As the world grows increasingly interconnected, the landscape of international taxation has sparked fervent debates. One key development is the Organisation for Economic Co-operation and Development (OECD)’s proposed changes to international tax rules. The agreement, reached in October 2021 by over 130 member jurisdictions, including Greece, which seeks to overhaul taxation for multinational corporations, shifting the taxation focus from where companies operate to where they have customers.

Greece, being a member of the OECD, was among the more than 130 countries that initially agreed on the blueprint of the new global tax rules in October 2021.

Historically, Greece has supported initiatives that ensure the fair allocation of taxing rights among countries and prevent tax evasion and profit-shifting by multinational corporations. They would likely view these reforms as a way to secure more tax revenue and level the playing field.

What are these reforms about?

The reform is based on two main “pillars”. Pillar, One aims to redefine where large multinational companies pay taxes, which could impact approximately $125 billion in profits globally. Meanwhile, Pillar Two introduces a global minimum tax, which could increase global tax revenues by an estimated $150 billion. Although implementation has been delayed due to disagreement over policy details, the plan suggests significant change in the international taxation landscape.

Under Pillar One, the “Amount A” regulation applies to companies with more than €20 billion in revenues and a profit margin above 10 percent. These companies would see a portion of their profits taxed in jurisdictions where they make sales. This would create a shift in tax revenue distribution, particularly impacting U.S. companies which make up a significant portion of such corporations. While this could lead to loss of tax revenue for the U.S., Treasury Secretary Janet Yellen has previously suggested that Amount A could be revenue neutral for the U.S., given increased revenue collection from foreign companies or U.S. companies selling to U.S. customers from abroad.

Pillar One also includes “Amount B”, a simpler method for companies to calculate taxes on foreign operations like marketing and distribution.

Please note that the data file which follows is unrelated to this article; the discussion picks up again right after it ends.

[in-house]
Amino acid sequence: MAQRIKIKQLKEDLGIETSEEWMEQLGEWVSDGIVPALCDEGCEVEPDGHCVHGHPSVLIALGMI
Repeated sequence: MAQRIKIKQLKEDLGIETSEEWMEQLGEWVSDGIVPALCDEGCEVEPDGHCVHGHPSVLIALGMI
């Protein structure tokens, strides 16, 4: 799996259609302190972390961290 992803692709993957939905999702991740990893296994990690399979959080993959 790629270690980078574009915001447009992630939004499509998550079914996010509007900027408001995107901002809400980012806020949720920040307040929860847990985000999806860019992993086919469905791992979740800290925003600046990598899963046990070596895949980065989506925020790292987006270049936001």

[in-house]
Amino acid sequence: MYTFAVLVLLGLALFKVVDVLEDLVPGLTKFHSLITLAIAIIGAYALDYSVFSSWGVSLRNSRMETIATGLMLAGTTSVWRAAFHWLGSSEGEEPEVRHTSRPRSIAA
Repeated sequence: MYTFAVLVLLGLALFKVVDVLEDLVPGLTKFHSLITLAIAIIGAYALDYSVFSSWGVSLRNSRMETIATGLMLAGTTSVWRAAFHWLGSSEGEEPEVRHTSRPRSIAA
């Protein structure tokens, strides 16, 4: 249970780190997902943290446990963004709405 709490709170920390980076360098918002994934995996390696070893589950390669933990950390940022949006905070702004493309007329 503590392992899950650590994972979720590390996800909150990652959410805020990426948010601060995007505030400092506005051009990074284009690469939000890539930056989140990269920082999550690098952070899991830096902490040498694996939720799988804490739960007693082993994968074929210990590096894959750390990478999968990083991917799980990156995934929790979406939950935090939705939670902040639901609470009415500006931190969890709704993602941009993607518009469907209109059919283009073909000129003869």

Pillar Two, meanwhile, institutes a global minimum tax of 15 percent, and is characterized by three primary rules and a fourth for tax treaties. These apply to companies with over €750 million in revenues. The Domestic Minimum Tax, Income Inclusion Rule, and Undertaxed Profits Rule all converge to establish a 15 percent minimum effective tax rate, applied to each jurisdiction where a company operates. The subject to tax rule in Pillar Two provides a framework for countries to tax payments that would otherwise face a lower tax rate.

These pillars signify a profound shift in international tax rules. The OECD outline stipulates that digital service taxes and similar policies should be phased out as part of Pillar One, leading to a need for new laws, tax treaty language, and the repeal of conflicting policies.

To date, the European Union has unanimously agreed to implement Pillar Two, with incorporation into each country’s national law slated for the end of 2023. However, the U.S. has yet to implement changes in line with this global tax agreement, leaving U.S. companies grappling with a complex web of minimum taxes.

The Pillar Two rules are expected to influence subsidies to businesses, since standard tax credits are less advantageous compared to government grants and refundable credits under the new system. It is a significant change for tax competition, with countries across the globe reassessing their tax policies for multinationals.

Nevertheless, the OECD’s two-pillar proposal remains a contentious issue. While Pillar One requires universal adoption to avoid disparate global approaches, Pillar Two’s optional adoption could lead to varying tax implementations across countries. If the implementation of Pillar One fails, there could be a resurgence of distortive European digital services taxes and

Therefore, the OECD’s ambitious bid to rewrite international tax laws is a complex process filled with both opportunities and challenges. The outcomes will significantly shape the future of global taxation and, by extension, the business strategies of multinational corporations. It is essential for companies and governments to remain vigilant as the implementation of these rules unfolds, preparing for the new tax landscape that lies ahead.

*Tony Anamourlis (CTA) (SSA) is a tax lawyer who contributes to various publications on issues of tax and estate planning.